The new president is an avowed enemy of the agreement with Tehran. But tearing it up is easier said than done.
- By Arthur MacMillanArthur MacMillan is a Paris-based journalist for Agence France-Presse (AFP). Until last summer, he was the agency’s deputy bureau chief in Tehran. He is also an international security fellow at New America.
Ever since Donald Trump told the American Israel Public Affairs Committee (AIPAC) that his “No. 1 priority is to dismantle the disastrous deal with Iran,” the nuclear agreement has faced frequent predictions of its demise. Trump’s election was seen as heralding the death knell of the deal: On the campaign trail, after all, he said the Islamic Republic was the world’s leading state sponsor of terrorism, a threat across the Middle East, and a country that has covert cells ready to inflict carnage around the globe. Allowing Iran access to billions of dollars in exchange for curbs on its nuclear program, he argued, was not in America’s or the world’s interests.
Opponents of the deal have clung to the AIPAC speech ever since Trump delivered it in March. But their hopes that he will abolish the agreement, or at least pare it back, always rested on shaky ground. Trump was unable to sustain his own argument during the speech, shifting dramatically just six minutes after he’d promised to scrap the agreement. “At the very least, we must enforce the terms of the previous deal to hold Iran totally accountable,” he said.
Confirmation hearings for senior officials in the incoming administration have laid bare the gulf between Trump’s campaign rhetoric and realistic policy options. His new defense secretary said at his confirmation hearing that America must honor the deal, and his nominee for CIA director placed the emphasis on enforcement, saying the agency must be “rigorously objective” on Iran. Neither spoke of a renegotiation.
International inspectors say Tehran is complying with the agreement. The one technical breach — excess production of heavy water that can be used to produce plutonium, a possible route to a bomb — was quickly rectified when Iran shipped it out of the country last November. Officials in Tehran said they had seen the heavy water restriction as a guideline, not a hard target. Iran has its own grievances, blaming U.S. banking restrictions for making it hard for European money to reach Tehran. Iran’s argument that this amounts to a breach is difficult to sustain. Such financial restrictions have long been in force under sanctions imposed for non-nuclear reasons, such as human rights or terrorism, which fell outside the nuclear deal.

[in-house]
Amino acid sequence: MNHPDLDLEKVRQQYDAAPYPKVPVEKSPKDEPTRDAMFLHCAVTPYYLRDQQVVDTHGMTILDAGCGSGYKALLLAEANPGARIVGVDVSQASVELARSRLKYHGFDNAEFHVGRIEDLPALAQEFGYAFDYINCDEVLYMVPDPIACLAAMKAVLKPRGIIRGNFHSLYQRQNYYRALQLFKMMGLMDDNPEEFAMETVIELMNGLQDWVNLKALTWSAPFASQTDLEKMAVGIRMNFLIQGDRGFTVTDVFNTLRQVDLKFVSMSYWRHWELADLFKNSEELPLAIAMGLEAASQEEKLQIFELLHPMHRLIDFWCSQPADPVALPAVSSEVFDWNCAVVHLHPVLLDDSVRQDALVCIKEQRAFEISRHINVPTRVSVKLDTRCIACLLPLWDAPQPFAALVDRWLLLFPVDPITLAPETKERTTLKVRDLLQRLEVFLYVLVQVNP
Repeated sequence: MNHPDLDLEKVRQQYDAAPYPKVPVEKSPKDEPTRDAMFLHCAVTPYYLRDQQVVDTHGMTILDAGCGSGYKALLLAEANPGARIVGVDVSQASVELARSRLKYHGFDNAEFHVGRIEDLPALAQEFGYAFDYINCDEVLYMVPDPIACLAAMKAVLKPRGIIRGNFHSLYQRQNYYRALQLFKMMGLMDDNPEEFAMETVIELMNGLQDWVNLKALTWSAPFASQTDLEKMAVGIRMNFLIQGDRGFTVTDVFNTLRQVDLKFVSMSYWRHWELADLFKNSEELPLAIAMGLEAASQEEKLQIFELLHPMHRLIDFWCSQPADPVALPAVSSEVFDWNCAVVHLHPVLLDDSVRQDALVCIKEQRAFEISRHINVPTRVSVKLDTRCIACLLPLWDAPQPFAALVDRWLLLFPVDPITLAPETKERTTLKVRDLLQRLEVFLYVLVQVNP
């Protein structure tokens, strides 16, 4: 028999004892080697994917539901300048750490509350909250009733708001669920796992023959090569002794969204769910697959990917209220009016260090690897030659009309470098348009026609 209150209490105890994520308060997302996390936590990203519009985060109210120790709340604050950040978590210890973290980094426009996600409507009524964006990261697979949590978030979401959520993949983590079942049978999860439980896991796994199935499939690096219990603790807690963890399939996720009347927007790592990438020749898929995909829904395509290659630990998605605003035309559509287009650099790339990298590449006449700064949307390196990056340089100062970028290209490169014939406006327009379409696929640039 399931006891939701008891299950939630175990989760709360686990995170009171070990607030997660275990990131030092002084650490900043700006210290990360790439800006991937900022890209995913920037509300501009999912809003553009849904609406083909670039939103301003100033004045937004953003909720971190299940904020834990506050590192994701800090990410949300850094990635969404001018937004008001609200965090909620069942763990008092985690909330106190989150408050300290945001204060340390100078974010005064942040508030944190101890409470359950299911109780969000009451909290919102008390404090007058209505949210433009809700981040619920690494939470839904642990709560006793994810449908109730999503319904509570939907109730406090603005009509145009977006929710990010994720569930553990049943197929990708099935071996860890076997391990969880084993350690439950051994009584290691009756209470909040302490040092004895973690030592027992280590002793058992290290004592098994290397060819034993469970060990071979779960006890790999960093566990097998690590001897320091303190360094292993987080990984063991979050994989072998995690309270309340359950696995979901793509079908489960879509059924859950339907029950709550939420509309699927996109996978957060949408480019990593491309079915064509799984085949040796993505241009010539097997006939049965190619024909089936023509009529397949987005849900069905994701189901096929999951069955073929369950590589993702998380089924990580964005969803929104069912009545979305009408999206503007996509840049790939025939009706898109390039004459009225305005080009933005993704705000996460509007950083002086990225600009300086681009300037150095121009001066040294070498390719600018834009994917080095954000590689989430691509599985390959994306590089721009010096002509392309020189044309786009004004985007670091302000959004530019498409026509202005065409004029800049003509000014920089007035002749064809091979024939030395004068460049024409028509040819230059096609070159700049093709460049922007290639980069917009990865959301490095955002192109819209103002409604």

There is no doubt that initial hopes for a broader Iran-U.S. détente withered in 2016. In Tehran, the regime’s opinion of the United States remains defined by the 1979 revolution: Just days before Trump’s electoral victory in November, Iran’s supreme leader, Ayatollah Ali Khamenei, said the campaign had proved what he referred to as the moral shortcomings of the United States. The one communication channel that Khamenei allowed — between Foreign Minister Mohammad Javad Zarif and his U.S. counterpart, John Kerry — has also expired, with no signs of a replacement. The U.S. Navy and ships from Iran’s Islamic Revolutionary Guard Corps continue to skirmish around the Strait of Hormuz. A serious clash seems possible.